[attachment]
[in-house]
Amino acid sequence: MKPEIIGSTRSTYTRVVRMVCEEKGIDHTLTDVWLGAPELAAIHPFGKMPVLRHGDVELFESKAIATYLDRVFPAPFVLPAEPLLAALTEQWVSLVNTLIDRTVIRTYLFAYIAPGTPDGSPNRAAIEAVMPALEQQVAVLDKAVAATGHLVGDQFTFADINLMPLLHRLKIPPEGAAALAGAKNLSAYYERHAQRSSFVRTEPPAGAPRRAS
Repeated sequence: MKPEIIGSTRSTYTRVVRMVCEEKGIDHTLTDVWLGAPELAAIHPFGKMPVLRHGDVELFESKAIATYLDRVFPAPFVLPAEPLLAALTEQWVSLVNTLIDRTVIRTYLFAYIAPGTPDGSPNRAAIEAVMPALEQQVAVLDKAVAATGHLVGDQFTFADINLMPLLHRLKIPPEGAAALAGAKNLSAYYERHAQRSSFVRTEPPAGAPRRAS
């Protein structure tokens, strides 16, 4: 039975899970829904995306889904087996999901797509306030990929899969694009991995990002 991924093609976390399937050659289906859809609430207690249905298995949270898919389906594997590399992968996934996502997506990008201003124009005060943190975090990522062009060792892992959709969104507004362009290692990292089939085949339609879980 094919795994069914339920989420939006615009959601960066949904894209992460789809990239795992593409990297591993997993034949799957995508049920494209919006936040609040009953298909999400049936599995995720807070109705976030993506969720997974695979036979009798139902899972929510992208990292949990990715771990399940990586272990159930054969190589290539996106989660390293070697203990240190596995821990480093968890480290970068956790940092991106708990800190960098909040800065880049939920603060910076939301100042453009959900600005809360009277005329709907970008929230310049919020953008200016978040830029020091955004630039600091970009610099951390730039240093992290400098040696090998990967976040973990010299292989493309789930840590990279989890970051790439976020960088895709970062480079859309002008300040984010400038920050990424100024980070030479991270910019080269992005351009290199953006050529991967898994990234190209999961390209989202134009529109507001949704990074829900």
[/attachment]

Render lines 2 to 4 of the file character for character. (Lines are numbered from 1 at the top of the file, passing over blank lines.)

Amino acid sequence: MKPEIIGSTRSTYTRVVRMVCEEKGIDHTLTDVWLGAPELAAIHPFGKMPVLRHGDVELFESKAIATYLDRVFPAPFVLPAEPLLAALTEQWVSLVNTLIDRTVIRTYLFAYIAPGTPDGSPNRAAIEAVMPALEQQVAVLDKAVAATGHLVGDQFTFADINLMPLLHRLKIPPEGAAALAGAKNLSAYYERHAQRSSFVRTEPPAGAPRRAS
Repeated sequence: MKPEIIGSTRSTYTRVVRMVCEEKGIDHTLTDVWLGAPELAAIHPFGKMPVLRHGDVELFESKAIATYLDRVFPAPFVLPAEPLLAALTEQWVSLVNTLIDRTVIRTYLFAYIAPGTPDGSPNRAAIEAVMPALEQQVAVLDKAVAATGHLVGDQFTFADINLMPLLHRLKIPPEGAAALAGAKNLSAYYERHAQRSSFVRTEPPAGAPRRAS
């Protein structure tokens, strides 16, 4: 039975899970829904995306889904087996999901797509306030990929899969694009991995990002 991924093609976390399937050659289906859809609430207690249905298995949270898919389906594997590399992968996934996502997506990008201003124009005060943190975090990522062009060792892992959709969104507004362009290692990292089939085949339609879980 094919795994069914339920989420939006615009959601960066949904894209992460789809990239795992593409990297591993997993034949799957995508049920494209919006936040609040009953298909999400049936599995995720807070109705976030993506969720997974695979036979009798139902899972929510992208990292949990990715771990399940990586272990159930054969190589290539996106989660390293070697203990240190596995821990480093968890480290970068956790940092991106708990800190960098909040800065880049939920603060910076939301100042453009959900600005809360009277005329709907970008929230310049919020953008200016978040830029020091955004630039600091970009610099951390730039240093992290400098040696090998990967976040973990010299292989493309789930840590990279989890970051790439976020960088895709970062480079859309002008300040984010400038920050990424100024980070030479991270910019080269992005351009290199953006050529991967898994990234190209999961390209989202134009529109507001949704990074829900």